Blading with Bill: The best announcers of all time
This week’s Mount Rushmore of pro wrestling features my top four announcers of all time.
Like a pro sports radio or TV personality, a good announcer can put the product over the edge, in both a positive or negative way.
Let’s face it, fans love to criticize hockey, football and baseball announcers and wrestling announcers are no different.
My first recollection of pro wrestling was on CHCH TV out of Hamilton with Billy (Red) Lyons, Sandy Hoyt and Lord Athol Layton. This was low budget at its best but it was cool and those three were memorable.
Who can forget Lyons’ trademark, “Don’t you dare miss it!”
Anyone who has read this column knows I am pro-National Wrestling Alliance so it’s no surprise my favourites are from Jim Crockett Promotions and the Mid-Atlantic territory.
Having said that, there are other announcers I quite enjoyed such as Larry Nelson and Ken Resnick from the American Wrestling Alliance, Tony Schiavone from JCP, and Ed Whalen from Stampede Wrestling out of Calgary. Whalen, who was also a legendary play-by-play announcer for the Calgary Flames, was great on the mic. His sayings such as, “There’s a malfunction at the junction,” or his trademark sign off, “In the meantime, and in-between time,” were so cool. He came awfully close to making the cut.
I also loved Jesse (The Body) Ventura. He was the last to be cut. He was a great heel announcer and had great verbal battles with his broadcasting partners.
I also chose not to include those who were not full-time announcers such as Bobby (The Brain) Heenan, Vince McMahon (hated him anyway), Eric Bischoff (hated him too), Jim Cornette (loved him) or anyone who also had other roles at the time they were broadcasting.
This one is for full-time broadcasters only.
Old JR is known to fans of World Wrestling Entertainment as their lead announcer in the 1990s and into the 2000s. But before his stint with WWE, Ross made a name for himself in the National Wresting Alliance. His southern drawl was perfect for that market, as was his laid-back disposition. Ross was knowledgable, passionate and clearly loved what he was doing. He occasionally went overboard but that was part of selling the angle. His podcast, Grilling JR, is highly recommended listening.
The standard by which all others are judged.
Fans of the WWE, or before that, the WWF or even the WWWF, likely have never heard Caudle call a match. What a shame. Caudle, who could easily be mistaken for the friendly gentleman who worked at your neighbourhood hardware store, was the voice of Mid-Atlantic Championship Wrestling in the 1970s and 1980s.
He called the matches right down the middle, treating every bout as though it was life and death. His professionalism added greatly to the presentation.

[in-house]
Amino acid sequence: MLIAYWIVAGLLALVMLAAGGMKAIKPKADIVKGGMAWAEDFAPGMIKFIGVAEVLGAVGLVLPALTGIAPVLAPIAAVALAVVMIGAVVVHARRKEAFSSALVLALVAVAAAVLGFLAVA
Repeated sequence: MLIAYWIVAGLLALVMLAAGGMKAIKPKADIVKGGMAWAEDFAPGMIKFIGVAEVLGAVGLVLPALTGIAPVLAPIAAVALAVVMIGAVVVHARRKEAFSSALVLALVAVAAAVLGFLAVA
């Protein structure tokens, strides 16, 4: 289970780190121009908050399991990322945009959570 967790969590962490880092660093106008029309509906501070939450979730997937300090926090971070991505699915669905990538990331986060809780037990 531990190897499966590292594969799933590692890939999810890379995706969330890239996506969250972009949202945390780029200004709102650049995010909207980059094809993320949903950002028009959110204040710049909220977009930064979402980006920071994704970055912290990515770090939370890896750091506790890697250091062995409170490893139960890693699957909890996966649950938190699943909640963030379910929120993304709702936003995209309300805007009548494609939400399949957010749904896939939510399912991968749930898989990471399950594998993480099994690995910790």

I loved his introduction as Ric Flair made his way to the ring at the Great American Bash in 1988 for a title defence versus Lex Luger.
“Ric Flair, tremendous ego, but a great amount of ability. Competing against the best to be the best. He doesn’t believe there’s a man that walks the face of the earth who can pin his shoulders to the mat for the count of three.”
That’s how it’s done.
Francis Jonard Labiak (easy to see why he changed his name) passed away in 2000, but in the 1970s and 1980s was the gold standard, calling matches for Championship Wrestling from Florida and later the NWA. He was known through the United States for his work on Superstation WTBS, which was beamed across the country.
He was also unique, referring to bloodied wrestlers as “wearing a crimson mask” and calling a suplex a “su-play” for some reason.
Like Caudle, he didn’t overdo it and called the matches properly.
Ross, who induction Solie posthumously into the WWE Hall of Fame in 2008, cited Solie as his main influence.
Check out his work. It’s worth the effort.
Mean Gene Okerlund
It’s hard to imagine any wrestling fan not knowing or liking Gene Okerlund.
Okerlund worked for all three main promotions and was a star in every stop along the way. Ric Flair tells in his book one of his biggest suggestions when he returned to WCW was to bring in top-notch announcing talent and Okerlund was at the top of his list.
Okerlund, who was universally respected, was professional without being boring and even had a sense of humour that came out once in a while in an interview. He was a master at in-ring interviews and smooth as silk.
Okerlund, who was given his nickname of Mean Gene by Ventura, was also close with the Iron Sheik, who often referred to him as “Gene Mean.”
Okerlund, who passed away in 2019, was inducted into the WWE Hall of Fame by Hulk Hogan in 2006.
This is the final Blading with Bill column. Next Friday Inside Baseball will debut.
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